Friday, March 1 at 1:00pm to 2:30pm
Ide Memorial Commons Room, THH 420
Please join the C19 Anglophone Collective for an upcoming talk by Rachel Teukolsky, Associate Professor in the English Department at Vanderbilt University, and author of The Literate Eye: Victorian Art Writing and Modernist Aesthetics. Her talk, “Disraeli, Arendt, and the Fascist Novel,” will be held in the Ide Room from 1–2:30pm on Friday, March 1, with drinks and snacks to follow.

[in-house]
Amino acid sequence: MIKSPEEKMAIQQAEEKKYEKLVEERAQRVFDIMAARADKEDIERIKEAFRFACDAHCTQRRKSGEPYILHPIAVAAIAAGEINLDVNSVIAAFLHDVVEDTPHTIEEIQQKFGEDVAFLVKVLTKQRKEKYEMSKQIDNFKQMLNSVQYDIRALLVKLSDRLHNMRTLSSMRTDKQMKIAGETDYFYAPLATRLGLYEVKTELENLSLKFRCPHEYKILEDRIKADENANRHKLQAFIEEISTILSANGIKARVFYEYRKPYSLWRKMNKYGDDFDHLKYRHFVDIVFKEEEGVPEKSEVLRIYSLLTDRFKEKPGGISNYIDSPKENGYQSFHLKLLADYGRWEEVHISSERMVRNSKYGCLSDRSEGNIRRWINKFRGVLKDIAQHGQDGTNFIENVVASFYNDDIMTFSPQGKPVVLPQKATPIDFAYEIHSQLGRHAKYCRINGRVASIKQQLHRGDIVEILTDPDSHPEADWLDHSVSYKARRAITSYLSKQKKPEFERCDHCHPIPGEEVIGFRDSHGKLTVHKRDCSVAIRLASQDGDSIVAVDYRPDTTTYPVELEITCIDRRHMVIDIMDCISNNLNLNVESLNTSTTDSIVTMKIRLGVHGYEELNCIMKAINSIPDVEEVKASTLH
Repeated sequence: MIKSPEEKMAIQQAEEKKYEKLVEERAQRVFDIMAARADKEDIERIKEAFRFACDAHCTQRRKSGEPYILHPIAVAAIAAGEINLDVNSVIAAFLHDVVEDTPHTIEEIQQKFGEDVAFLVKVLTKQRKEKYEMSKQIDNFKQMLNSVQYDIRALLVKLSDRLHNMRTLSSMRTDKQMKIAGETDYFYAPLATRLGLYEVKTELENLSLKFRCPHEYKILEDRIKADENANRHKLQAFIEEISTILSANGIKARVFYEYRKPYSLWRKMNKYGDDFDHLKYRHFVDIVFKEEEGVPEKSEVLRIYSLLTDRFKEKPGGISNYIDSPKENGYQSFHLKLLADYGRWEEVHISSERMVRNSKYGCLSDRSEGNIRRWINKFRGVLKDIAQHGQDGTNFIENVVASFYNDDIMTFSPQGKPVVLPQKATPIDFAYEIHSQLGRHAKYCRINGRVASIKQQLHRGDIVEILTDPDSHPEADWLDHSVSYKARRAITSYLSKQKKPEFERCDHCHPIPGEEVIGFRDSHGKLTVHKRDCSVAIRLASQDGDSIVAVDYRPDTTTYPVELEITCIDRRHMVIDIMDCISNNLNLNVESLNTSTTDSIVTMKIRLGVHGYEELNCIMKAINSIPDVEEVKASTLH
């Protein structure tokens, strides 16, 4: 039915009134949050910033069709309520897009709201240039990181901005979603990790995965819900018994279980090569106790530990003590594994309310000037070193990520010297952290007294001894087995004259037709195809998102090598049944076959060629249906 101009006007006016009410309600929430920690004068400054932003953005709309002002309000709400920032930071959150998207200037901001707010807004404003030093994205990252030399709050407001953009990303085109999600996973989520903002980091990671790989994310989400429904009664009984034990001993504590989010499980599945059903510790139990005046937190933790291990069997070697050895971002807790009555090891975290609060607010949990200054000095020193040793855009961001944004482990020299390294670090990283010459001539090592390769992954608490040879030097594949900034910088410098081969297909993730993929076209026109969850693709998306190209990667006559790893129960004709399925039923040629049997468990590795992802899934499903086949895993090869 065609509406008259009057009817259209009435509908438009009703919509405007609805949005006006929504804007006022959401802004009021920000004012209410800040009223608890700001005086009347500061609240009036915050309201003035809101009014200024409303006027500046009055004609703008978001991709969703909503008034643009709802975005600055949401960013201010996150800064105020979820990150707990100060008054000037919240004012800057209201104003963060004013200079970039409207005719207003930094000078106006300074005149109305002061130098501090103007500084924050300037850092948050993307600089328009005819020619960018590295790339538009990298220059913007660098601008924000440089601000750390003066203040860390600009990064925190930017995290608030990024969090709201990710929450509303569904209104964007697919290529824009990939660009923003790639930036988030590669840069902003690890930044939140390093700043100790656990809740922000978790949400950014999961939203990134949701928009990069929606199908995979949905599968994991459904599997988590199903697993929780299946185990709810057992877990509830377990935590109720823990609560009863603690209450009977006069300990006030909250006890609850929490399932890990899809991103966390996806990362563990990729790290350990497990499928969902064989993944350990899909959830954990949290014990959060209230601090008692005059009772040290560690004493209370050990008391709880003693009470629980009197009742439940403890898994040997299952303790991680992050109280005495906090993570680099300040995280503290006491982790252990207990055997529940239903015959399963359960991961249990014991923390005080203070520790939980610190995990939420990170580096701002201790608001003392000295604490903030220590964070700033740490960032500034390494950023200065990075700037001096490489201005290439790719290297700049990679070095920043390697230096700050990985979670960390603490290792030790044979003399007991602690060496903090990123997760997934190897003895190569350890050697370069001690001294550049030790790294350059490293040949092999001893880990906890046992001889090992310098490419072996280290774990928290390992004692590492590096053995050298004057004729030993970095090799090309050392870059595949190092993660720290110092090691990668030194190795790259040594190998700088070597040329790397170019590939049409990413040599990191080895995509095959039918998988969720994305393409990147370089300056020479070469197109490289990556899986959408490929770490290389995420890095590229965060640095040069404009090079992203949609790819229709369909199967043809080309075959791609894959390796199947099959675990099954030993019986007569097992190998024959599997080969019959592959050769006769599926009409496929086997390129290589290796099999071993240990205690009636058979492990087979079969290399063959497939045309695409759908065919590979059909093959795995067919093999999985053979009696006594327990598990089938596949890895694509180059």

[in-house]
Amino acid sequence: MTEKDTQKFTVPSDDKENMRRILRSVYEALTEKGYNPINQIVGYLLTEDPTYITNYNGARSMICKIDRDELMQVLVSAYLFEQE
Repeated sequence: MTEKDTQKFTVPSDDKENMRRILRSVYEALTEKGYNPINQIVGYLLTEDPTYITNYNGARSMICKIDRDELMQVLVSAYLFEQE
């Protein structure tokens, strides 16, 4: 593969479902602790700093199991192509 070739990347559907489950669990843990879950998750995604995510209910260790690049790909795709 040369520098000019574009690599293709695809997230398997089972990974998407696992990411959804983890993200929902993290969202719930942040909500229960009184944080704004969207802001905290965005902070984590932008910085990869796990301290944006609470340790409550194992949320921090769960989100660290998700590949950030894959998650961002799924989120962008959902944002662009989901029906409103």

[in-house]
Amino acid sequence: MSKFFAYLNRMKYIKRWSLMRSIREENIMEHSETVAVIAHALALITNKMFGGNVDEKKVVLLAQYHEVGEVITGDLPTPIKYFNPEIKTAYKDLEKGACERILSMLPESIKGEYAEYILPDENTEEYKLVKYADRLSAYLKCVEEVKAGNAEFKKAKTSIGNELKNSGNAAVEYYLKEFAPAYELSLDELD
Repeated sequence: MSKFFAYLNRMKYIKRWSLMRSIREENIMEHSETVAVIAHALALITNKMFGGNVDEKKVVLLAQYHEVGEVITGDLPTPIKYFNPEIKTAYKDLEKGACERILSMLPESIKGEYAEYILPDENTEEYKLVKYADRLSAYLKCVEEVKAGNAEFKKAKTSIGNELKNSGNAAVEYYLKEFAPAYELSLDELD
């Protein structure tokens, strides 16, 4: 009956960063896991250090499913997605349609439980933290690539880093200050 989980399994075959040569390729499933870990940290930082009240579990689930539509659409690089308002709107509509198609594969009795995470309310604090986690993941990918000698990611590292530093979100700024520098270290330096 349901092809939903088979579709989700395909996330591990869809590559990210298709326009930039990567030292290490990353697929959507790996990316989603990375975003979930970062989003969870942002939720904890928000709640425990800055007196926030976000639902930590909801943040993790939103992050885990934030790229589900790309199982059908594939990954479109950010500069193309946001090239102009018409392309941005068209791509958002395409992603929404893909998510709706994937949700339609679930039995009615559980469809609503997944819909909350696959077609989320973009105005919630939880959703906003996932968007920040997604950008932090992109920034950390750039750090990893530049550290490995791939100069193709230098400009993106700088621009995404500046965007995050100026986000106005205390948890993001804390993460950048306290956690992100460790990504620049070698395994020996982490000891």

Abstract: What is the relationship between literature and power, and how did some nineteenth-century novels or artforms develop authoritarian values? My lens on the question is Hannah Arendt’s study The Origins of Totalitarianism (1951), which devotes a short, ten-page chapter to Benjamin Disraeli, the Prime Minister of Britain in 1868 and again from 1874 to 1880. I take Arendt’s brief insights as the starting point for investigating Disraeli’s aesthetics of the far right. The fact that a Prime Minister was also a novelist captures our attention, especially since his novels are thinly disguised political manifestoes. I argue that Disraeli’s novels Coningsby (1845) and Tancred (1847) belonged to a long Romanticism, opposing moves toward democracy, reason, and utilitarianism, and espousing values of beauty, passion, and eroticism toward authoritarian ends. The talk follows Arendt in observing a long durée of conservatism whose trajectory moves from the nineteenth century into the twentieth. (I also acknowledge and discuss the anachronism of using “fascism” as a concept by which to study a nineteenth-century writer.) The lecture will conclude with a turn to the conservative German theorist Carl Schmitt, who reputedly had a picture of Disraeli hanging over his desk, and whose authoritarian political philosophy shows striking echoes of Disraeli, linking both in a long Romanticism.